IS, Case C-564/19, CJEU (Grand Chamber), 23 November 2021
The CJEU gave a preliminary ruling on the compatibility of Hungarian legislation on translations and interpreters in criminal proceedings with EU law.
A judge at the Pesti Központi Kerületi Bíróság (Pest Central District Court) was hearing criminal proceedings against a Swedish citizen who did not know Hungarian and was therefore assisted by an interpreter. However, Hungarian law does not regulate in any way the selection of the interpreter, or the verification of his competence, as there is not even an official register of translators and interpreters. Therefore, since neither the lawyer nor the court would have been able to verify the quality of the interpretation, the defendant's right to be informed of his rights and his rights of defence could have been affected. Consequently, the court decided to ask the CJEU about the compatibility of the Hungarian legislation with Directive 2010/64 on the right to interpretation and translation in criminal proceedings and Directive 2012/13 on the right to information in criminal proceedings and, in the event of incompatibility, whether the proceedings could continue in the absence of the defendant.
The Court recalled that the Member States must, under Directive 2010/64, take concrete measures to ensure, first, that the quality of the interpretation and translations is sufficient for the suspected or accused person to understand the accusation against him - and, on that point, the establishment of a register of freelance translators or interpreters is one of the means of achieving that objective; on the other hand, it stressed that the measures adopted by the Member States must enable the national courts to verify the sufficient quality of the interpretation in order to guarantee the fairness of the proceedings and the exercise of the rights of the defence. Finally, Directives 2010/64 and 2012/13, read in the light of Article 48(2) of the Charter of Fundamental Rights of the European Union, preclude a person from being judged in absentia where, as a result of inadequate interpretation, he was not informed, in a language which he understood, of the charge against him, or where it is impossible to ascertain the quality of the interpretation provided and thus to establish that he was informed, in a language which he understood, of the charge against him.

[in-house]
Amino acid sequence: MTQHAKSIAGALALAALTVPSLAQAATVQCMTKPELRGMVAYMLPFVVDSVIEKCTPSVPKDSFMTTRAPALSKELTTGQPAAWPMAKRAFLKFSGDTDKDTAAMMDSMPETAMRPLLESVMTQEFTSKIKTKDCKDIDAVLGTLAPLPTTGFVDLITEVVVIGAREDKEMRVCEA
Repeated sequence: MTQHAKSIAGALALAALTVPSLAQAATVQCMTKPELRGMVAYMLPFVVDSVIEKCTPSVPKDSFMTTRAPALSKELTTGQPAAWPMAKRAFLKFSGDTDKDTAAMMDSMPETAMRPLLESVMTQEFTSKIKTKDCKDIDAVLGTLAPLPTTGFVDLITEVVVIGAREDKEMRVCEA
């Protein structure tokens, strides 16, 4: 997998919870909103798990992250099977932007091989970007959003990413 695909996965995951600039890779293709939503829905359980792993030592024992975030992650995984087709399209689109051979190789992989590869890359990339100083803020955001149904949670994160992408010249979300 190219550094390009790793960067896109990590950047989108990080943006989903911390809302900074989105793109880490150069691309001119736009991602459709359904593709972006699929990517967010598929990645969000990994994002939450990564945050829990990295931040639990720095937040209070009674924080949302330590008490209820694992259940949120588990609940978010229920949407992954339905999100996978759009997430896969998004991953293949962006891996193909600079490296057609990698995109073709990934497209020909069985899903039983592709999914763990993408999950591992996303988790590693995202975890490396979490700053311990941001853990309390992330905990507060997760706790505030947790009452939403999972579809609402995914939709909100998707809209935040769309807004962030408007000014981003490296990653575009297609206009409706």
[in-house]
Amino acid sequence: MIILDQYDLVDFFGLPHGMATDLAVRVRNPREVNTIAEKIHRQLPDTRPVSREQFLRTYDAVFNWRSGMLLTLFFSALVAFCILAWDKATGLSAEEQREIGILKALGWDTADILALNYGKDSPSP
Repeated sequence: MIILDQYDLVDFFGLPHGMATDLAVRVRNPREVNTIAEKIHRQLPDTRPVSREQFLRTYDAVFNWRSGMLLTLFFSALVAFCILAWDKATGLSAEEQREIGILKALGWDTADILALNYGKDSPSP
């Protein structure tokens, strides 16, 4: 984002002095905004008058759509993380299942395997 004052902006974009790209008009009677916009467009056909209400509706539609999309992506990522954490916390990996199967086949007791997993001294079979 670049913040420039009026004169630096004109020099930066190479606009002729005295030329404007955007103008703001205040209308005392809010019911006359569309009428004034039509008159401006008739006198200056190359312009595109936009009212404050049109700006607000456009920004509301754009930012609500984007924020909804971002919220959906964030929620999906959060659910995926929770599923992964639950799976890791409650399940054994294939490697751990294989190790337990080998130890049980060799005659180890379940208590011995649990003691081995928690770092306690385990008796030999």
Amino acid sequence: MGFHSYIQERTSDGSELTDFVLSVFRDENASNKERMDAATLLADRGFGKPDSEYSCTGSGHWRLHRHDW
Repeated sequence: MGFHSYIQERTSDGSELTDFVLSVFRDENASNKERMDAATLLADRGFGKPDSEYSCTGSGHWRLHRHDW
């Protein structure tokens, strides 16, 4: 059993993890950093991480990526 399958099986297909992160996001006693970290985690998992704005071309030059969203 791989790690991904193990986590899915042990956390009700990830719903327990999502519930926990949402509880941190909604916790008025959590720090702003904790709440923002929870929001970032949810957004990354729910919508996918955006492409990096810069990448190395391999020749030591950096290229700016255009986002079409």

(Comment by Alessandro Negri)